Tom and Judy McNeil never considered themselves tree huggers or ultra-conservationists. But life sometimes leads a person down a path never consciously charted.

When Judy, a retired registered nurse, began experiencing some health issues, and Tom wasn't far behind, the couple tried to pinpoint possible causes and decided that while the village of Ruidoso's water was deemed "safe" to drink, that some of the chemicals used to arrive at that point might be contributing to their symptoms. They first thought about drilling a private well, but when they ran into obstacles with the village council, decided to create a custom rainwater collection and treatment system for their home on Metz Drive.

"I don't know if you would call us green," Tom said during an interview last week, "I guess the process has kind of turned us that way. That was not our intent."

Born in Roswell and a Ruidoso High School graduate in 1966, Tom grew up in a family with an agricultural and educational focus. His father taught school locally and served on the village council in the 1970s. He often would say to his son that water was liquid gold in New Mexico. Tom served in Vietnam, earned a degree from New Mexico State University tied to veterinary medicine and found that he was fascinated particularly with genetics and endocrinology, "feed and feeding, cause and effect." After retiring from the food

industry, he spent several years as a trouble shooter in the bakery business. He married Judy nine years ago and a year later they moved back to Ruidoso.

"What got me interested in the water situation was that after the Little Bear Fire (in June 2012), we had a major health problem here at the house. We discovered that the only thing that had changed in our lifestyle was the quality of the water," he said. "We researched extensively using both of our science backgrounds and determined that we strongly believe that the extensive treatment of the water by the city caused a chemical reaction, which caused the problem."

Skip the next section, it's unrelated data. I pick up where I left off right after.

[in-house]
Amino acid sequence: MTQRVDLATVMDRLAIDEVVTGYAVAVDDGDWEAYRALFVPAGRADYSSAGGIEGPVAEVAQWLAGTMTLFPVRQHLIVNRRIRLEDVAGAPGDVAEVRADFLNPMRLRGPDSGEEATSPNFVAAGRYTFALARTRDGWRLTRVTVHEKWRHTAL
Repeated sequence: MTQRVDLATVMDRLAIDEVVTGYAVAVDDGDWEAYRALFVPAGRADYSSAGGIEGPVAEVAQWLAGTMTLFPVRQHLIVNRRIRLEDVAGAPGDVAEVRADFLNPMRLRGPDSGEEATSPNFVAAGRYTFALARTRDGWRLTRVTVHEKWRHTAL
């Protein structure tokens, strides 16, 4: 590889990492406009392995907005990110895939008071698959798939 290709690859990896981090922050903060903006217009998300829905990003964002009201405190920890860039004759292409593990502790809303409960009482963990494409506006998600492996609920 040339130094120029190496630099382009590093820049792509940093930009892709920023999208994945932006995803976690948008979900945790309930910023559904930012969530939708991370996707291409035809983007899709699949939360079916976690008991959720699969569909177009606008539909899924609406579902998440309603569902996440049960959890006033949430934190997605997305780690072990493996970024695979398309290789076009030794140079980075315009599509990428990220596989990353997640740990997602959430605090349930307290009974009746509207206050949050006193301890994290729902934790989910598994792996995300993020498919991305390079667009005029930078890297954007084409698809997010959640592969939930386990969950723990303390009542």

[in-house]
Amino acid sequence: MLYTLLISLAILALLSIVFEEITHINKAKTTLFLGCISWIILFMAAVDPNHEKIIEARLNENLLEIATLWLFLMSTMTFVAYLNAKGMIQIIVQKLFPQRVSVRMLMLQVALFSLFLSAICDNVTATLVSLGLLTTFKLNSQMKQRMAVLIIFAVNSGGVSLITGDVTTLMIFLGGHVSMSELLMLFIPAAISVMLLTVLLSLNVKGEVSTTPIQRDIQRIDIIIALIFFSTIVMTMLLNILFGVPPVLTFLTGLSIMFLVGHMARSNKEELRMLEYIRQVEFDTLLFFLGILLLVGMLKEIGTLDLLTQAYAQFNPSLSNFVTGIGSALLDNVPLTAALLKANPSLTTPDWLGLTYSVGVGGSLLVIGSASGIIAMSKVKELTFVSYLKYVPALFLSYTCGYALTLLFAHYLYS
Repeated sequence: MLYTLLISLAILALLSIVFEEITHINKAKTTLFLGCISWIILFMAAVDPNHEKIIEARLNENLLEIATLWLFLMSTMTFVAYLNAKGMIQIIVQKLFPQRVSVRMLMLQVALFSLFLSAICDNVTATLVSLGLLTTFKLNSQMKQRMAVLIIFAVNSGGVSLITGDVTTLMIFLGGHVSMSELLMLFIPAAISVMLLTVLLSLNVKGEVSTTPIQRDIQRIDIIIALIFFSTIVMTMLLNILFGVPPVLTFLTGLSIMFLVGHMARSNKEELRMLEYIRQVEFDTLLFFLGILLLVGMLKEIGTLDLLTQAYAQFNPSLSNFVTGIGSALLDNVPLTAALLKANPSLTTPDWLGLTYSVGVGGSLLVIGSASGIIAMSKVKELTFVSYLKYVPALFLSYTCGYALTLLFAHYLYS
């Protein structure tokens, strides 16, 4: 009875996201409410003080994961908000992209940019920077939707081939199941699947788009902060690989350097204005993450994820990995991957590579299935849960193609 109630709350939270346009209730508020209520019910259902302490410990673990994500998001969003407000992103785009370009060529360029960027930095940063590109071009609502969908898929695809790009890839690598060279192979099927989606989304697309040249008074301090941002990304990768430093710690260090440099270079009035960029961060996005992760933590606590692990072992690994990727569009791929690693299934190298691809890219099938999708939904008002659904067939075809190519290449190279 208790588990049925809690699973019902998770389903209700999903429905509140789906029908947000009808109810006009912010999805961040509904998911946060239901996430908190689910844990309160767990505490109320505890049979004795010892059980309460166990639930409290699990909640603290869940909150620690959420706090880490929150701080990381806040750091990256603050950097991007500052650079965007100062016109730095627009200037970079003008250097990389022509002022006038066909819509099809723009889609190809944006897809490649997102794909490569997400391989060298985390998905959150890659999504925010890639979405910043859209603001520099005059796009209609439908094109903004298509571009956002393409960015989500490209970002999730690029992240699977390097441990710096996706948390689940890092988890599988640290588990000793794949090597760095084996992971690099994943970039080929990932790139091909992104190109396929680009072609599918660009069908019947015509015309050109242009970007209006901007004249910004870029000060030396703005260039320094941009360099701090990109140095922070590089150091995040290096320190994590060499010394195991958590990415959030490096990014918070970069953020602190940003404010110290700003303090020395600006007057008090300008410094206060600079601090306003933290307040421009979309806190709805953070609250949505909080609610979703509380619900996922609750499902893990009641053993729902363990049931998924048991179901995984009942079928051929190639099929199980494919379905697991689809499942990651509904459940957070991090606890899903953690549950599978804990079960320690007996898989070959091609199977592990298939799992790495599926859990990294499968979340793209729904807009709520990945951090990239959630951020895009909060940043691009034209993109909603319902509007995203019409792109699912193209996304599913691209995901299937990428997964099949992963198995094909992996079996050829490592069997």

They obtained a permit from the state to drill a private well with the idea that they would treat their own water, but a 2008 village ordinance required approval from the council to drill within the city limits. They applied and went to the council.

"We did not have blood or water samples from the time the medical problem occurred to prove or disprove the assertion," Tom said. "The city requested we withdraw our application and we did, because they weren't comfortable making the decision. Don't get me wrong, I have the ultimate respect for the members of the village council and gratitude that they are willing to give their personal time to do what has to be done, and they are facing a major problem with the water."

Different approaches tried

Realizing they would have to deal with village water, the McNeils installed their own reverse osmosis purification system and it dramatically improved the water quality, Tom said. But such systems are very inefficient, "and we didn't feel we were being good stewards for water conservation," he said. "It takes four gallons to produce one. The best I've heard is two for one in more expensive systems."

"So you can't do a household," Judy said. "You would bathe and wash your clothes and dishes in village water."

They knew something else was needed. Shortly after they installed the reverse osmosis system, Tom read about a course in rain harvesting being taught by Jim Miller at Eastern New Mexico University.